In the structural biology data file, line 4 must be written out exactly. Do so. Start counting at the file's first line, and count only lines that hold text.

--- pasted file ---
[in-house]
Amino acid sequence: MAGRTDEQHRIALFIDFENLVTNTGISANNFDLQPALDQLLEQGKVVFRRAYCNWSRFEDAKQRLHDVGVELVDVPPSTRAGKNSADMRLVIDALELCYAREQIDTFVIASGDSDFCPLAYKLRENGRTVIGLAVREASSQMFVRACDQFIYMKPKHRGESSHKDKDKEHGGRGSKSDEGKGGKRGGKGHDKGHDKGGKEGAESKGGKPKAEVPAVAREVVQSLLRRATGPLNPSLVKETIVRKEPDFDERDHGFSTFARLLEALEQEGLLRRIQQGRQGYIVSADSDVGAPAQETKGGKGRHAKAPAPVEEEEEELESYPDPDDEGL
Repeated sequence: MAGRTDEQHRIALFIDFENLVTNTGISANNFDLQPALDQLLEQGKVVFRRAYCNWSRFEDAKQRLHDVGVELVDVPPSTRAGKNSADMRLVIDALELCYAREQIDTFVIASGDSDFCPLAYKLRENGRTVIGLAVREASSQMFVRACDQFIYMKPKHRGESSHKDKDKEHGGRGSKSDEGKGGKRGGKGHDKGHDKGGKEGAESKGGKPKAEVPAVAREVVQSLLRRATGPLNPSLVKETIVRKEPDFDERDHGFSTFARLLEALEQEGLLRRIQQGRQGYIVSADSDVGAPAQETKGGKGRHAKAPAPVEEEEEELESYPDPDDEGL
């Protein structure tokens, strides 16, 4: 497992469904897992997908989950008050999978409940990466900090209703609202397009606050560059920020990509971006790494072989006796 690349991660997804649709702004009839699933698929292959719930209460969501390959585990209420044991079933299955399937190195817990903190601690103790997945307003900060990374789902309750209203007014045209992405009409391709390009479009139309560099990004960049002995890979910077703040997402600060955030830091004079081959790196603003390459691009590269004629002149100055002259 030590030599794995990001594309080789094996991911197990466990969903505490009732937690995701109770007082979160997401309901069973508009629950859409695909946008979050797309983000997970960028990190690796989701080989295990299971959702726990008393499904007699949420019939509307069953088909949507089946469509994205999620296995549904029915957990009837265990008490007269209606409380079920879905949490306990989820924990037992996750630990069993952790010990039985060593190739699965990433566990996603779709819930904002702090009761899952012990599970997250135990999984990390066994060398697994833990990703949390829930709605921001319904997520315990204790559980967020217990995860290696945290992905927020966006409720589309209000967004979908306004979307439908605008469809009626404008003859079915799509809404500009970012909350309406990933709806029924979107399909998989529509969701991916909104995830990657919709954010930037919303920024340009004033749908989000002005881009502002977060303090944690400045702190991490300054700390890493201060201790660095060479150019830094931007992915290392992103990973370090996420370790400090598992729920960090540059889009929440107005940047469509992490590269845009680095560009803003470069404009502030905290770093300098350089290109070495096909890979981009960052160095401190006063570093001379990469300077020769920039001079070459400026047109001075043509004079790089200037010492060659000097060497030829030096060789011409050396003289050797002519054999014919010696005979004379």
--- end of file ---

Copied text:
């Protein structure tokens, strides 16, 4: 497992469904897992997908989950008050999978409940990466900090209703609202397009606050560059920020990509971006790494072989006796 690349991660997804649709702004009839699933698929292959719930209460969501390959585990209420044991079933299955399937190195817990903190601690103790997945307003900060990374789902309750209203007014045209992405009409391709390009479009139309560099990004960049002995890979910077703040997402600060955030830091004079081959790196603003390459691009590269004629002149100055002259 030590030599794995990001594309080789094996991911197990466990969903505490009732937690995701109770007082979160997401309901069973508009629950859409695909946008979050797309983000997970960028990190690796989701080989295990299971959702726990008393499904007699949420019939509307069953088909949507089946469509994205999620296995549904029915957990009837265990008490007269209606409380079920879905949490306990989820924990037992996750630990069993952790010990039985060593190739699965990433566990996603779709819930904002702090009761899952012990599970997250135990999984990390066994060398697994833990990703949390829930709605921001319904997520315990204790559980967020217990995860290696945290992905927020966006409720589309209000967004979908306004979307439908605008469809009626404008003859079915799509809404500009970012909350309406990933709806029924979107399909998989529509969701991916909104995830990657919709954010930037919303920024340009004033749908989000002005881009502002977060303090944690400045702190991490300054700390890493201060201790660095060479150019830094931007992915290392992103990973370090996420370790400090598992729920960090540059889009929440107005940047469509992490590269845009680095560009803003470069404009502030905290770093300098350089290109070495096909890979981009960052160095401190006063570093001379990469300077020769920039001079070459400026047109001075043509004079790089200037010492060659000097060497030829030096060789011409050396003289050797002519054999014919010696005979004379």